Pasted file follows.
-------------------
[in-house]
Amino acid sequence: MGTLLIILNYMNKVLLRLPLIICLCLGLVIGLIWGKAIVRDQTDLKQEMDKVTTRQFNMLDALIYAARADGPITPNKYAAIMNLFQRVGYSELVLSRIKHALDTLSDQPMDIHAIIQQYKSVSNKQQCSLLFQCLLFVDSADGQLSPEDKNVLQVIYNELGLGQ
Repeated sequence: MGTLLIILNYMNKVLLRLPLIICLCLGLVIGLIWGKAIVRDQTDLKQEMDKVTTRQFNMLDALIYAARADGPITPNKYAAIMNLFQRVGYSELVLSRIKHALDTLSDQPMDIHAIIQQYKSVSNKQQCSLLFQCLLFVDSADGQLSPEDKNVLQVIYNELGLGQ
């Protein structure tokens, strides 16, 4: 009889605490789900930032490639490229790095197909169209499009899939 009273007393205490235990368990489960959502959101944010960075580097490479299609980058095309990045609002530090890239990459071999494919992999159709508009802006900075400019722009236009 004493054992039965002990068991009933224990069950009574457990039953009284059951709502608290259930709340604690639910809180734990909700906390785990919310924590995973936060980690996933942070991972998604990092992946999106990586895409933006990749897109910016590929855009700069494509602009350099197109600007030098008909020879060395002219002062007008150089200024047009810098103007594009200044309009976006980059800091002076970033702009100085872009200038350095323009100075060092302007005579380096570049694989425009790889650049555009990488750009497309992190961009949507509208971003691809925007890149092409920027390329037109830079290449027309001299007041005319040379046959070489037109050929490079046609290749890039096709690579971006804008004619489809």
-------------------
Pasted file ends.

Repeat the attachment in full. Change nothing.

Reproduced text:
[in-house]
Amino acid sequence: MGTLLIILNYMNKVLLRLPLIICLCLGLVIGLIWGKAIVRDQTDLKQEMDKVTTRQFNMLDALIYAARADGPITPNKYAAIMNLFQRVGYSELVLSRIKHALDTLSDQPMDIHAIIQQYKSVSNKQQCSLLFQCLLFVDSADGQLSPEDKNVLQVIYNELGLGQ
Repeated sequence: MGTLLIILNYMNKVLLRLPLIICLCLGLVIGLIWGKAIVRDQTDLKQEMDKVTTRQFNMLDALIYAARADGPITPNKYAAIMNLFQRVGYSELVLSRIKHALDTLSDQPMDIHAIIQQYKSVSNKQQCSLLFQCLLFVDSADGQLSPEDKNVLQVIYNELGLGQ
């Protein structure tokens, strides 16, 4: 009889605490789900930032490639490229790095197909169209499009899939 009273007393205490235990368990489960959502959101944010960075580097490479299609980058095309990045609002530090890239990459071999494919992999159709508009802006900075400019722009236009 004493054992039965002990068991009933224990069950009574457990039953009284059951709502608290259930709340604690639910809180734990909700906390785990919310924590995973936060980690996933942070991972998604990092992946999106990586895409933006990749897109910016590929855009700069494509602009350099197109600007030098008909020879060395002219002062007008150089200024047009810098103007594009200044309009976006980059800091002076970033702009100085872009200038350095323009100075060092302007005579380096570049694989425009790889650049555009990488750009497309992190961009949507509208971003691809925007890149092409920027390329037109830079290449027309001299007041005319040379046959070489037109050929490079046609290749890039096709690579971006804008004619489809």